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Terminology   print

An audiophile, from Latin audio "I hear" and Greek philos "loving," is a person, who typically listens to music on high-end audio electronics. Audiophiles try to listen to music at a quality level that is as close to the original performance as possible.

High fidelity or hi-fi reproduction is a term used by home stereo listeners and home audio enthusiasts (audiophiles) to refer to high-quality reproduction of sound or images that are very faithful to the original performance. Ideally, high-fidelity equipment has minimal amounts of noise and distortion and an accurate frequency response. By the 1990s, the term hi-fi for expensive high-quality home-audio electronics was largely replaced with high-end audio.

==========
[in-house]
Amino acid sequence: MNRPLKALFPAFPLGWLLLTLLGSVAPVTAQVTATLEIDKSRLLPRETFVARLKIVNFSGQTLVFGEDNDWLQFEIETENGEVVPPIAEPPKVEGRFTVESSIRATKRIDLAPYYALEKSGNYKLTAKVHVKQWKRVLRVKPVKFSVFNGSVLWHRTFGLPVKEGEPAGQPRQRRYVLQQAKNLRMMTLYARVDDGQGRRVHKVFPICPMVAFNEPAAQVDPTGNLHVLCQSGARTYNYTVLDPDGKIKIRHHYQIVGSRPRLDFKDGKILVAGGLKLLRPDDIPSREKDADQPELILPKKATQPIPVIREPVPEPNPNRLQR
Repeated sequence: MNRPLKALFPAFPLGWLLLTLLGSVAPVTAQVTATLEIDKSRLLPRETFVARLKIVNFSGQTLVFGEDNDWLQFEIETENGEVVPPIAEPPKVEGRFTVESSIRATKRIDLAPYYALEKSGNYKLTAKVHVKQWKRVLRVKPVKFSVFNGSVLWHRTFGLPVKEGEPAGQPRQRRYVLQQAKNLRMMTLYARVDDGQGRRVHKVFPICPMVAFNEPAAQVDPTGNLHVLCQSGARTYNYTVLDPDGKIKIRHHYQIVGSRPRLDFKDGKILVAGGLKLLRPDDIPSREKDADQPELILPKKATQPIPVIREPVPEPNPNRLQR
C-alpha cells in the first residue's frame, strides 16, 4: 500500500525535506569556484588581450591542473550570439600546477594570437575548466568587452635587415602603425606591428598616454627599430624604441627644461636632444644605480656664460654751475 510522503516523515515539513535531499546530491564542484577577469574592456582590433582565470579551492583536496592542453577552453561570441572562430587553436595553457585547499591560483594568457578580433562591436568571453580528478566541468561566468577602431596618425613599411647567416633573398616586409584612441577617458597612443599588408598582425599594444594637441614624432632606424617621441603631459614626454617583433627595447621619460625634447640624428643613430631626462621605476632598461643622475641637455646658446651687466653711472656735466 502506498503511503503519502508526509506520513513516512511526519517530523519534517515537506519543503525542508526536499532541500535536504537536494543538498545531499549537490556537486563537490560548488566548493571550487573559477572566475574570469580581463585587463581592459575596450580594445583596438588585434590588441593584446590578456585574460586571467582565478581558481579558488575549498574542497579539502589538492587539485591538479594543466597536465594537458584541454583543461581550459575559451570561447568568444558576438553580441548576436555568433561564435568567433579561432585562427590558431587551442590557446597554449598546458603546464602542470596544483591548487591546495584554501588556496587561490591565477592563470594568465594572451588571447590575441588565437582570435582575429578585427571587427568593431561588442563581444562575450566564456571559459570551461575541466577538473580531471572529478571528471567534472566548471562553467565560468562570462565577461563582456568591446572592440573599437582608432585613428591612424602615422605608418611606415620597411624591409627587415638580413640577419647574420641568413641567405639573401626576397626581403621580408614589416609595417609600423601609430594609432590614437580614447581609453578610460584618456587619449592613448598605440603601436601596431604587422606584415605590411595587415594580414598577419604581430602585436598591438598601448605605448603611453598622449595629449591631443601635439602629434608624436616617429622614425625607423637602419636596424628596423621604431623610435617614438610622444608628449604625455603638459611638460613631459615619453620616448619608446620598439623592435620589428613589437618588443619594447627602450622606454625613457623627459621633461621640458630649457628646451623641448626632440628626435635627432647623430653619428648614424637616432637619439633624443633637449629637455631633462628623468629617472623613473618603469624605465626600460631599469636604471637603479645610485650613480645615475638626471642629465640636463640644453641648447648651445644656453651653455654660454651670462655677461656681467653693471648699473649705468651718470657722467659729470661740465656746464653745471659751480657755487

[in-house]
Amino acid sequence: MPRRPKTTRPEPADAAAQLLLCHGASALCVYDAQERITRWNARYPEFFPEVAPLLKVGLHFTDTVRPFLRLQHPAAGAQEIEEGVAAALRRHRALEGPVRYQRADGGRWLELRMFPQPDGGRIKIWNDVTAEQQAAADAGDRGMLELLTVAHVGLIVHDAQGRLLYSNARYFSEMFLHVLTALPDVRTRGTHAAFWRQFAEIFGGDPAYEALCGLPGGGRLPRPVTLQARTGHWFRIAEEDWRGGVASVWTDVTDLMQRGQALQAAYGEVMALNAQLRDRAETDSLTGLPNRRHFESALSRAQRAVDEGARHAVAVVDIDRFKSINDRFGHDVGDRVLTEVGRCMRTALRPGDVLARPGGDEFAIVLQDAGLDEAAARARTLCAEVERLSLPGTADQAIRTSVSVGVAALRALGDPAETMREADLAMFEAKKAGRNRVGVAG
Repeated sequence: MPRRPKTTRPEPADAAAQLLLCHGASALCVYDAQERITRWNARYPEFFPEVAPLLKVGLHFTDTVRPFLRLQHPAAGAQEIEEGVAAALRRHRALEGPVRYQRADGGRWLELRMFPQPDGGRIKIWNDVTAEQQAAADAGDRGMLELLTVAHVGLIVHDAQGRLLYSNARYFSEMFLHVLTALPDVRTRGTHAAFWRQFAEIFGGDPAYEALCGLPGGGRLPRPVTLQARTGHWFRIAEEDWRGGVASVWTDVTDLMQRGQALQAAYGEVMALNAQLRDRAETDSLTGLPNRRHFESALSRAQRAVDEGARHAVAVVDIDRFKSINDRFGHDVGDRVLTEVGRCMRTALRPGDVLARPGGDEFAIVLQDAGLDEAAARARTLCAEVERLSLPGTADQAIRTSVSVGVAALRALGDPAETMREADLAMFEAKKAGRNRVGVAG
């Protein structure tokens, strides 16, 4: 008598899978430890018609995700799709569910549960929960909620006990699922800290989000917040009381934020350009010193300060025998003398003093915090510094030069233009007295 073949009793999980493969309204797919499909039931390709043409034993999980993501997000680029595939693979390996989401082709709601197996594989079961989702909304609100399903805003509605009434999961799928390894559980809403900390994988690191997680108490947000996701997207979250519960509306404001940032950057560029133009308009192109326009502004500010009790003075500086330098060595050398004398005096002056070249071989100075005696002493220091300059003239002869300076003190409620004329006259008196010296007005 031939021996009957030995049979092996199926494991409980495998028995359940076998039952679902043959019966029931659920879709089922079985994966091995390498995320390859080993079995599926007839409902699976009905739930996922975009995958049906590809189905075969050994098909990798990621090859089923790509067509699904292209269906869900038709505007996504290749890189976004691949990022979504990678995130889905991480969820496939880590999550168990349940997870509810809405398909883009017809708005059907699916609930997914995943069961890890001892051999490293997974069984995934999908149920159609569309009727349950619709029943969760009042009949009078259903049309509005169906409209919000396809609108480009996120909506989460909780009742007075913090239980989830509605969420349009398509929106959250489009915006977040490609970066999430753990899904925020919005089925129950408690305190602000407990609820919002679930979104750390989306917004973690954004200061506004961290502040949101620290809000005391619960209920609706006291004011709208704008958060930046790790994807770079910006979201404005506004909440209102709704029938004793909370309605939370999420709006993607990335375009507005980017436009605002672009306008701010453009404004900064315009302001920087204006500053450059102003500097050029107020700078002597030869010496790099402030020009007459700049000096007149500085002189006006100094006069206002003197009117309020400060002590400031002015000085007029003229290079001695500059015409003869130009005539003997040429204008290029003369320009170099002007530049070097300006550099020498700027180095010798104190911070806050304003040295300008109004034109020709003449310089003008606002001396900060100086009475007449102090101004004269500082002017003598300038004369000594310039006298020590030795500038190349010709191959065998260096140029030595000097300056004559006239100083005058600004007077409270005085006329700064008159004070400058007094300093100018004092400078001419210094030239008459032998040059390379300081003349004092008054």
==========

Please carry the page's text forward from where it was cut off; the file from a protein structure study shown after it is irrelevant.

Sound is a vibration transmitted through a solid, liquid, or gas. Sound waves are characterized by the generic properties of waves, which are frequency, wavelength, period, amplitude, intensity, speed, and direction.

For humans, hearing is limited to frequencies between about 20 Hz and 20,000 Hz, with the upper limit generally decreasing with age. Most people living in developing countries cannot hear over 18 kHz till they have reached teenage. Half of the people over 35 cannot hear over 15 kHz. Most of the human speech takes place between 200-8000 Hz and the human ear is most sensitive to 1000 - 3500 Hz in the frequency range.

A loudspeaker, speaker, or speaker system is an electro acoustical transducer that converts an electrical signal to sound. A speaker will transform the electrical signal representing speech or music into vibrations of the membrane. The resonance of the membrane will produce acoustical energy which is translated by our ears as sound.


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